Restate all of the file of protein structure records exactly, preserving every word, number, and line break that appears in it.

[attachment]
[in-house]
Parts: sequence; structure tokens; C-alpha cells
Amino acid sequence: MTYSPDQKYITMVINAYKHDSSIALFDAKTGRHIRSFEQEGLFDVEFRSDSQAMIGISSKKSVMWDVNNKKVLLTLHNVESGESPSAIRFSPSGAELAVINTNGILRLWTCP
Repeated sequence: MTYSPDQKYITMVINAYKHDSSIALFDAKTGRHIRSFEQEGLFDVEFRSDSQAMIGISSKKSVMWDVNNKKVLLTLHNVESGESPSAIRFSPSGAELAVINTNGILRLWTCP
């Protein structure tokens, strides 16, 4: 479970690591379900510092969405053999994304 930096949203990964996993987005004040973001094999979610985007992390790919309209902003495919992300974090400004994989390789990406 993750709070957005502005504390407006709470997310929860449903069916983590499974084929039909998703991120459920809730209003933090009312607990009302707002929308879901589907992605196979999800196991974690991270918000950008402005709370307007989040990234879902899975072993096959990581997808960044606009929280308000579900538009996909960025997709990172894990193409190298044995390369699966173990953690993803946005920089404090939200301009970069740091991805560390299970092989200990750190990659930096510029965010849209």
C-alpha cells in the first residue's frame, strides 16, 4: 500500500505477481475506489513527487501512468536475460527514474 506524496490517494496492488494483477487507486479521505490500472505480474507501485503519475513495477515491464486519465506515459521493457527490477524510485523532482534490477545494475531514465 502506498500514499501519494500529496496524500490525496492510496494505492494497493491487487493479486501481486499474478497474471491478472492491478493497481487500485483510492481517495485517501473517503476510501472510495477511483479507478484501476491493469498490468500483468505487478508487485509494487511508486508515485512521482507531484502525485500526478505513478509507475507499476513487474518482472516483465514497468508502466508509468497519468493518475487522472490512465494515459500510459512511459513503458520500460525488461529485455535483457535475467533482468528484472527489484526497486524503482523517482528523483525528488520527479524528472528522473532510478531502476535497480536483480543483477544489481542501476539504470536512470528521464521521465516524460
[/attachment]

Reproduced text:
[in-house]
Parts: sequence; structure tokens; C-alpha cells
Amino acid sequence: MTYSPDQKYITMVINAYKHDSSIALFDAKTGRHIRSFEQEGLFDVEFRSDSQAMIGISSKKSVMWDVNNKKVLLTLHNVESGESPSAIRFSPSGAELAVINTNGILRLWTCP
Repeated sequence: MTYSPDQKYITMVINAYKHDSSIALFDAKTGRHIRSFEQEGLFDVEFRSDSQAMIGISSKKSVMWDVNNKKVLLTLHNVESGESPSAIRFSPSGAELAVINTNGILRLWTCP
């Protein structure tokens, strides 16, 4: 479970690591379900510092969405053999994304 930096949203990964996993987005004040973001094999979610985007992390790919309209902003495919992300974090400004994989390789990406 993750709070957005502005504390407006709470997310929860449903069916983590499974084929039909998703991120459920809730209003933090009312607990009302707002929308879901589907992605196979999800196991974690991270918000950008402005709370307007989040990234879902899975072993096959990581997808960044606009929280308000579900538009996909960025997709990172894990193409190298044995390369699966173990953690993803946005920089404090939200301009970069740091991805560390299970092989200990750190990659930096510029965010849209």
C-alpha cells in the first residue's frame, strides 16, 4: 500500500505477481475506489513527487501512468536475460527514474 506524496490517494496492488494483477487507486479521505490500472505480474507501485503519475513495477515491464486519465506515459521493457527490477524510485523532482534490477545494475531514465 502506498500514499501519494500529496496524500490525496492510496494505492494497493491487487493479486501481486499474478497474471491478472492491478493497481487500485483510492481517495485517501473517503476510501472510495477511483479507478484501476491493469498490468500483468505487478508487485509494487511508486508515485512521482507531484502525485500526478505513478509507475507499476513487474518482472516483465514497468508502466508509468497519468493518475487522472490512465494515459500510459512511459513503458520500460525488461529485455535483457535475467533482468528484472527489484526497486524503482523517482528523483525528488520527479524528472528522473532510478531502476535497480536483480543483477544489481542501476539504470536512470528521464521521465516524460